The Sunday Times 22 February 2015
SCIENTISTS have shown for the first time that it is possible to make human egg and sperm cells using skin from two adults of the same sex.
The breakthrough raises the prospect of the first fully “manufactured” baby made in a laboratory dish from the skin cells of two adults of the same gender.
The researchers admitted that the development raised serious ethical issues, but said it would help people who had become infertile through disease and had also prompted interest from gay people.
The breakthrough, funded by the Wellcome Trust, was achieved at Cambridge University in a project with Israel’s Weizmann Institute of Science.
The scientists used stem cell lines from embryos as well as from the skin of five different adults. Researchers have previously created live baby mice using engineered eggs and sperm, but until now have struggled to create a human version of these “primordial germ” or stem cells.
The stem cells can be turned into any tissue in the body. As well as producing sperm and eggs, they will ultimately provide a “repair kit” for any organ.
Ten different donor sources have been used so far and new germ-cell lines have been created from all of them. The team has compared the engineered germ cells with natural human stem cells taken from aborted human foetuses to check that the artificially created versions of the cells had identical characteristics.
Details of the technique, published in the journal Cell, show that a gene called SOX17, previously considered to be unimportant in mice, has turned out to be critical in the process of “reprogramming” human cells.
“We have succeeded in the first and most important step of this process, which is to show we can make these very early human stem cells in a dish,” said Azim Surani, professor of physiology and reproduction at Cambridge, who heads the project.
“We have also discovered that one of the things that happens in these germ cells is that epigenetic mutations, the cell mistakes that occur with age, are wiped out,” said Surani, who was involved in research that led to the birth of Louise Brown, the world’s first test-tube baby, in 1978.
“That means the cell is regenerated and reset, so while the rest of the cells in the body have aged and contain genetic mistakes, these ones don’t. We can’t say no mutations are passed on, but mostly it doesn’t happen.”
Scientists have proved stem cells from the skin of two adults of the same sex can be used to make human egg and sperm cells. IVF could then be used to create an embryo
Jacob Hanna, the specialist leading the project’s Israeli arm, said it may be possible to use the technique to create a baby in just two years. “It has already caused interest from gay groups because of the possibility of making egg and sperm cells from parents of the same sex,” he said.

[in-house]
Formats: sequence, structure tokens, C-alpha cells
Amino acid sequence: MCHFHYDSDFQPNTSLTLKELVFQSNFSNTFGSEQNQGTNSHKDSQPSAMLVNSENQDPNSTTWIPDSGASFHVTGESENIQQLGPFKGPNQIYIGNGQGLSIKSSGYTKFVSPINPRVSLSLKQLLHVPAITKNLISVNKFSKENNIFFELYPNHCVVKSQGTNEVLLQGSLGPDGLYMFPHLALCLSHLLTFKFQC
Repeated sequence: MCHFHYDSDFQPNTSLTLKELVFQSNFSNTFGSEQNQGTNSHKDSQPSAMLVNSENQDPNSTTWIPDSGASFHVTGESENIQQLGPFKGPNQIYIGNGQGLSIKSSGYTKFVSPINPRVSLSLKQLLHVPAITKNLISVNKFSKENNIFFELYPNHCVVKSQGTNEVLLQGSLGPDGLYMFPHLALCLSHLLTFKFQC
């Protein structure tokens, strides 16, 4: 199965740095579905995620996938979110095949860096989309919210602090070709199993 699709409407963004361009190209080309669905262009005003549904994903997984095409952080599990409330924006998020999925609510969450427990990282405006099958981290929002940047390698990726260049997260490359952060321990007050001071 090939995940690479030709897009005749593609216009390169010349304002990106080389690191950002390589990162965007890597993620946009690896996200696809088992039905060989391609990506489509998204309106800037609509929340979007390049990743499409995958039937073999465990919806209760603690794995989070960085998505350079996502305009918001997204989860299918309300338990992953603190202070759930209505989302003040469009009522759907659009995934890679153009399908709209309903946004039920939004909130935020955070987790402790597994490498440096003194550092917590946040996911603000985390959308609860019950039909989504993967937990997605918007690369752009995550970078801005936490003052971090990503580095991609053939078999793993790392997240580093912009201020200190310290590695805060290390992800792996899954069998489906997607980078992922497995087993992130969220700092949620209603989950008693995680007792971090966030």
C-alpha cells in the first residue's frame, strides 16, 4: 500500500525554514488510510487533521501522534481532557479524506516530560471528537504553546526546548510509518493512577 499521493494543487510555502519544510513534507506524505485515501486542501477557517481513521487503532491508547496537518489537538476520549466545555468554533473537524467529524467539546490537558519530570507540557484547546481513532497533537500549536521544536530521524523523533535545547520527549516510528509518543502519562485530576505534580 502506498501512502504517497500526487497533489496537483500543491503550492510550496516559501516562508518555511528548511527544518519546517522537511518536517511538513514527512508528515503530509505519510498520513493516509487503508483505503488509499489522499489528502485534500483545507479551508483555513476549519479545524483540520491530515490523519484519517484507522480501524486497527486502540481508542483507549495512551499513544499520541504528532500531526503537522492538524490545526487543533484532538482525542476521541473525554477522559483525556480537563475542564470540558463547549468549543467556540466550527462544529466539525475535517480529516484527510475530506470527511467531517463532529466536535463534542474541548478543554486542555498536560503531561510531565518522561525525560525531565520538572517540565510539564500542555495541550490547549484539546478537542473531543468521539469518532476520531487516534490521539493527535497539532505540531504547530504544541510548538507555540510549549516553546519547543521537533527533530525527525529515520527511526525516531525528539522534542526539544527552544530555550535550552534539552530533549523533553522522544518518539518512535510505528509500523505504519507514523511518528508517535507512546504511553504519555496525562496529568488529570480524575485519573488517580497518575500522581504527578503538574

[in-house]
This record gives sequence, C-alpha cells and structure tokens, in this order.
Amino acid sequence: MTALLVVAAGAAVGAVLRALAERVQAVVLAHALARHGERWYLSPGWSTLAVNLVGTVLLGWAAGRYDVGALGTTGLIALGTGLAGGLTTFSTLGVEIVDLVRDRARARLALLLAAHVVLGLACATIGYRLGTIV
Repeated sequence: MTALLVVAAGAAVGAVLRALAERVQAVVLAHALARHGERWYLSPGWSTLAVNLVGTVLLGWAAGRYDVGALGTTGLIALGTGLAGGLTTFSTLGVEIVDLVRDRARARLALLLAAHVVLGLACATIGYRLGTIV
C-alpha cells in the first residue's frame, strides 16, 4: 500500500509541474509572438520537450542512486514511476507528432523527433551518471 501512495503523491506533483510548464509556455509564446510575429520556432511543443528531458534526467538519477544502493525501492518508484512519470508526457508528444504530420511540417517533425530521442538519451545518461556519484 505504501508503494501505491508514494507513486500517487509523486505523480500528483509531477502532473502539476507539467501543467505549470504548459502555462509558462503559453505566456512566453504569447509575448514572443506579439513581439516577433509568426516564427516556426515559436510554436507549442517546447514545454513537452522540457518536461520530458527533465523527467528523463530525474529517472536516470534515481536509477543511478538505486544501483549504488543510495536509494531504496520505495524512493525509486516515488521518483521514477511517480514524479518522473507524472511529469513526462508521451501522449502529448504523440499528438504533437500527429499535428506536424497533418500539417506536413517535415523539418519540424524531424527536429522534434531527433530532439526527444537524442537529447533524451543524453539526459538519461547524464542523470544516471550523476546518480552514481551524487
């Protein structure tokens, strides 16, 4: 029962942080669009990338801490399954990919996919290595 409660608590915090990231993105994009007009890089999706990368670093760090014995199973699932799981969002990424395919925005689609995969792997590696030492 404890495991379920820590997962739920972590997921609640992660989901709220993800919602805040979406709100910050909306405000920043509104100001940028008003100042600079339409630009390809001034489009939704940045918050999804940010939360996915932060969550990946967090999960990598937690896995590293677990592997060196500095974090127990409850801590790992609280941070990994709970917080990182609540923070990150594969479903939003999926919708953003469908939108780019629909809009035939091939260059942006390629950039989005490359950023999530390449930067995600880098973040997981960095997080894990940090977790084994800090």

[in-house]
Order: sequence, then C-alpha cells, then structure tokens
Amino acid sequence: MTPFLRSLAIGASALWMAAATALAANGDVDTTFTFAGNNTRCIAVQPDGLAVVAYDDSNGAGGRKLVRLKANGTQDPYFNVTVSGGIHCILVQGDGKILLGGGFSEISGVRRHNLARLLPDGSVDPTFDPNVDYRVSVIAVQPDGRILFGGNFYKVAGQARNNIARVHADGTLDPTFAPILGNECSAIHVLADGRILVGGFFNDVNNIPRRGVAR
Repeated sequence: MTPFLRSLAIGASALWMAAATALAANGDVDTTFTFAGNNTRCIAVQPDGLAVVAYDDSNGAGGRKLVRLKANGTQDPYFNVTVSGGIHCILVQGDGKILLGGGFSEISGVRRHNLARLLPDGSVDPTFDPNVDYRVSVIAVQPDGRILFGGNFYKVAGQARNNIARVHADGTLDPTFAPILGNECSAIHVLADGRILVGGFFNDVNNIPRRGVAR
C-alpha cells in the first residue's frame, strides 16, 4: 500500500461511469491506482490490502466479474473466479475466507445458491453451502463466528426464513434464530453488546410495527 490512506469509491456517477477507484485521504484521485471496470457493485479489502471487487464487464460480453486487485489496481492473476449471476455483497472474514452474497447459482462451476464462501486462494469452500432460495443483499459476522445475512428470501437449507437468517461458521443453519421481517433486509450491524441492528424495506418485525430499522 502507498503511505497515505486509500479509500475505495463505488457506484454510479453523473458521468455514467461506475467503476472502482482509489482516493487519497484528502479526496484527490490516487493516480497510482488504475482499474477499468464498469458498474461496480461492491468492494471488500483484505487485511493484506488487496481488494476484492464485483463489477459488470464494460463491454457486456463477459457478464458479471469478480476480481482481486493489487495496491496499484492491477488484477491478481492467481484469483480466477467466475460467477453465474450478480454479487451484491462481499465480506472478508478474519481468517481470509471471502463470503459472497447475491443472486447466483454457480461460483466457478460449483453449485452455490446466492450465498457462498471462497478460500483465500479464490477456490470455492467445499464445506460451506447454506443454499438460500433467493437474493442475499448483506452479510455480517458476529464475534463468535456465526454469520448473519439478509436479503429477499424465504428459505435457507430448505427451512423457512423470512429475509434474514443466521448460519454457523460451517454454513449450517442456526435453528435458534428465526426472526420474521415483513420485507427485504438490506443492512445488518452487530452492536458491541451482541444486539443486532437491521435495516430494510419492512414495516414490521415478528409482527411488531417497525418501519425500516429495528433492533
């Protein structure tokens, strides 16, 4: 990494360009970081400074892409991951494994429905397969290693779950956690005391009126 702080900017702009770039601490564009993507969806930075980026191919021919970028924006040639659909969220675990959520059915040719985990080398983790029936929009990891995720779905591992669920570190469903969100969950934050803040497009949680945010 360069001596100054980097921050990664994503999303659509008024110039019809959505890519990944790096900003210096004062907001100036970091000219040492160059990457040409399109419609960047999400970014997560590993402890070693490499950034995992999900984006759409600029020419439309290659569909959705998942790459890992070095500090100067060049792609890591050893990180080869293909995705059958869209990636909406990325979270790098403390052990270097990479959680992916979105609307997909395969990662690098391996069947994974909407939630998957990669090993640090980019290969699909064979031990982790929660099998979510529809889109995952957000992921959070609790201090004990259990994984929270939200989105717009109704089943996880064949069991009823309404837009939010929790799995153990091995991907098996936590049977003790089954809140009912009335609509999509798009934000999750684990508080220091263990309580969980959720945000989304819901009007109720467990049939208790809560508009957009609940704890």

“I am not in favour of creating engineered humans and the social and ethical implications . . . need to be thought through, but I am very confident it will work and will be very relevant to anyone who has lost their fertility through disease.”
The use of manufactured sperm and egg cells would require a change in the law.
The Nobel prize winner Professor Sir Martin Evans, who was the first to produce embryonic stem cells from mice, said the research gave “a new explanation of one [element] of human biology . . . but until it is applied for a practical purpose it is only a small incremental step”.
Robin Lovell-Badge, head of stem-cell biology and developmental genetics at the National Institute for Medical Research, said Surani’s team was the first to produce a reliable way of making human stem cells.
“It will be useful for the development of sperm and eggs, not just as germ cells but as mature cells. It will be important for understanding the causes of infertility and for the treatment of it,” he said.
“It is probably a long way off, but it would be a way for people who have had treatment for conditions such as childhood leukaemia, which has left them infertile, to have children of their own.”
Allan Pacey, an infertility expert and professor of andrology at Sheffield University, said he was “excited” by the idea of using skin cells to make sperm for the thousands of men who have survived childhood cancer and been left infertile. Others anticipate demand from elderly would-be parents and say the development will bring ever closer the prospect of people “designing”’ their offspring.
This issue has been at the centre of objections to mitochondrial transfer, the “three-parent baby” technology expected to be approved by the House of Lords this week.
David King, director of the Human Genetics Alert watchdog, said he was “concerned that scientists might view [germ-cell line creation] as a convenient route to creating genetically engineered babies”.